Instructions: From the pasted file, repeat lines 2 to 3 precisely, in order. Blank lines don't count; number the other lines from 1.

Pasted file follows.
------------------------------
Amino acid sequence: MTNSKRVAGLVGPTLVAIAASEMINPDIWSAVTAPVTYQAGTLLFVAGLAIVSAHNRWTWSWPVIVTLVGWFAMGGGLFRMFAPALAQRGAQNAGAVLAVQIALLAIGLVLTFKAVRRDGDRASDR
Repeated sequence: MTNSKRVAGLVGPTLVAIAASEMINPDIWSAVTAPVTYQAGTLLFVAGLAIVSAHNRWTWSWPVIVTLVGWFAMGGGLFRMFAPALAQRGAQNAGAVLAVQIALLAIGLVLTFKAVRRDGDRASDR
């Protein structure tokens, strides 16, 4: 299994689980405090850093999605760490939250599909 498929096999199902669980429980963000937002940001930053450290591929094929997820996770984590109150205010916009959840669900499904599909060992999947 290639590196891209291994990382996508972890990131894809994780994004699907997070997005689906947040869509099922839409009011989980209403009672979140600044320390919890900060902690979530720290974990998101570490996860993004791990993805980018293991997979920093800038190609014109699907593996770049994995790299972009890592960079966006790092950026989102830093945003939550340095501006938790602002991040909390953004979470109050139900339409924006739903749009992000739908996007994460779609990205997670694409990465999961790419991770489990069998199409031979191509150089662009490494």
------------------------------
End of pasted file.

Repeated sequence: MTNSKRVAGLVGPTLVAIAASEMINPDIWSAVTAPVTYQAGTLLFVAGLAIVSAHNRWTWSWPVIVTLVGWFAMGGGLFRMFAPALAQRGAQNAGAVLAVQIALLAIGLVLTFKAVRRDGDRASDR
């Protein structure tokens, strides 16, 4: 299994689980405090850093999605760490939250599909 498929096999199902669980429980963000937002940001930053450290591929094929997820996770984590109150205010916009959840669900499904599909060992999947 290639590196891209291994990382996508972890990131894809994780994004699907997070997005689906947040869509099922839409009011989980209403009672979140600044320390919890900060902690979530720290974990998101570490996860993004791990993805980018293991997979920093800038190609014109699907593996770049994995790299972009890592960079966006790092950026989102830093945003939550340095501006938790602002991040909390953004979470109050139900339409924006739903749009992000739908996007994460779609990205997670694409990465999961790419991770489990069998199409031979191509150089662009490494």